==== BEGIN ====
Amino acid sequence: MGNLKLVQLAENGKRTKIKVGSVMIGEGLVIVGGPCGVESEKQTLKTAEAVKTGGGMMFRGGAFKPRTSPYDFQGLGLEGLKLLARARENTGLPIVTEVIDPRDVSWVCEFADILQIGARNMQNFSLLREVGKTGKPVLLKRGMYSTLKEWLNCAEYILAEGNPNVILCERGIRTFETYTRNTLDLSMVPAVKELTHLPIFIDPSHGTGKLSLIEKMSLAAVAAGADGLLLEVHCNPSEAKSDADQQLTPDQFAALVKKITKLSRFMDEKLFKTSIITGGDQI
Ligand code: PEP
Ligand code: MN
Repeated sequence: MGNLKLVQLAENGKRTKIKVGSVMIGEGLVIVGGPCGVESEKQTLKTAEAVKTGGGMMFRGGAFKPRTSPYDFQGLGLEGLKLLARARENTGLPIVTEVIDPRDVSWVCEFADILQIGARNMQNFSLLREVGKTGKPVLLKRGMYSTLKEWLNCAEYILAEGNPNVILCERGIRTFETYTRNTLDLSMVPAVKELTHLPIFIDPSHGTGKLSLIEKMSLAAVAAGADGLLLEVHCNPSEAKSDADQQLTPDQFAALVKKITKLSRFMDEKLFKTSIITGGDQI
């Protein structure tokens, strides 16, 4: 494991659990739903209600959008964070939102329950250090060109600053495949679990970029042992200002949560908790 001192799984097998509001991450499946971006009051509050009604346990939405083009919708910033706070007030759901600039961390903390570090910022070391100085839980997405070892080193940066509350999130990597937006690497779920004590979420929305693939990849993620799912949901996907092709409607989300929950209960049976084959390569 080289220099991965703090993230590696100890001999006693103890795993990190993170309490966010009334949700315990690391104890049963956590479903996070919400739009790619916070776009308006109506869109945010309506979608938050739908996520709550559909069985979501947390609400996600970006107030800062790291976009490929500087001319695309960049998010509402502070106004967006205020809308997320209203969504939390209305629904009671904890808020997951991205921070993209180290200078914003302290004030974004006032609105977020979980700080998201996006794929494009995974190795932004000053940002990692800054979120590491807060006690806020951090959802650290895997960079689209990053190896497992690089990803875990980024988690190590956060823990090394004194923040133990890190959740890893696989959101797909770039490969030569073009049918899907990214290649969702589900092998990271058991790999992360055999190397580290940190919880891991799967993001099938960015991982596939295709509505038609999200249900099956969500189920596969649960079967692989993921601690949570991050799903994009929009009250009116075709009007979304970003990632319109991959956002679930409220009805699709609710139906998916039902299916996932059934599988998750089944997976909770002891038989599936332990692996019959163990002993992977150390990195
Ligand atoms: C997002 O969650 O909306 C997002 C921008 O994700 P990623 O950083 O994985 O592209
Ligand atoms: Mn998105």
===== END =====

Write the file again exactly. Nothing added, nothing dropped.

Amino acid sequence: MGNLKLVQLAENGKRTKIKVGSVMIGEGLVIVGGPCGVESEKQTLKTAEAVKTGGGMMFRGGAFKPRTSPYDFQGLGLEGLKLLARARENTGLPIVTEVIDPRDVSWVCEFADILQIGARNMQNFSLLREVGKTGKPVLLKRGMYSTLKEWLNCAEYILAEGNPNVILCERGIRTFETYTRNTLDLSMVPAVKELTHLPIFIDPSHGTGKLSLIEKMSLAAVAAGADGLLLEVHCNPSEAKSDADQQLTPDQFAALVKKITKLSRFMDEKLFKTSIITGGDQI
Ligand code: PEP
Ligand code: MN
Repeated sequence: MGNLKLVQLAENGKRTKIKVGSVMIGEGLVIVGGPCGVESEKQTLKTAEAVKTGGGMMFRGGAFKPRTSPYDFQGLGLEGLKLLARARENTGLPIVTEVIDPRDVSWVCEFADILQIGARNMQNFSLLREVGKTGKPVLLKRGMYSTLKEWLNCAEYILAEGNPNVILCERGIRTFETYTRNTLDLSMVPAVKELTHLPIFIDPSHGTGKLSLIEKMSLAAVAAGADGLLLEVHCNPSEAKSDADQQLTPDQFAALVKKITKLSRFMDEKLFKTSIITGGDQI
């Protein structure tokens, strides 16, 4: 494991659990739903209600959008964070939102329950250090060109600053495949679990970029042992200002949560908790 001192799984097998509001991450499946971006009051509050009604346990939405083009919708910033706070007030759901600039961390903390570090910022070391100085839980997405070892080193940066509350999130990597937006690497779920004590979420929305693939990849993620799912949901996907092709409607989300929950209960049976084959390569 080289220099991965703090993230590696100890001999006693103890795993990190993170309490966010009334949700315990690391104890049963956590479903996070919400739009790619916070776009308006109506869109945010309506979608938050739908996520709550559909069985979501947390609400996600970006107030800062790291976009490929500087001319695309960049998010509402502070106004967006205020809308997320209203969504939390209305629904009671904890808020997951991205921070993209180290200078914003302290004030974004006032609105977020979980700080998201996006794929494009995974190795932004000053940002990692800054979120590491807060006690806020951090959802650290895997960079689209990053190896497992690089990803875990980024988690190590956060823990090394004194923040133990890190959740890893696989959101797909770039490969030569073009049918899907990214290649969702589900092998990271058991790999992360055999190397580290940190919880891991799967993001099938960015991982596939295709509505038609999200249900099956969500189920596969649960079967692989993921601690949570991050799903994009929009009250009116075709009007979304970003990632319109991959956002679930409220009805699709609710139906998916039902299916996932059934599988998750089944997976909770002891038989599936332990692996019959163990002993992977150390990195
Ligand atoms: C997002 O969650 O909306 C997002 C921008 O994700 P990623 O950083 O994985 O592209
Ligand atoms: Mn998105």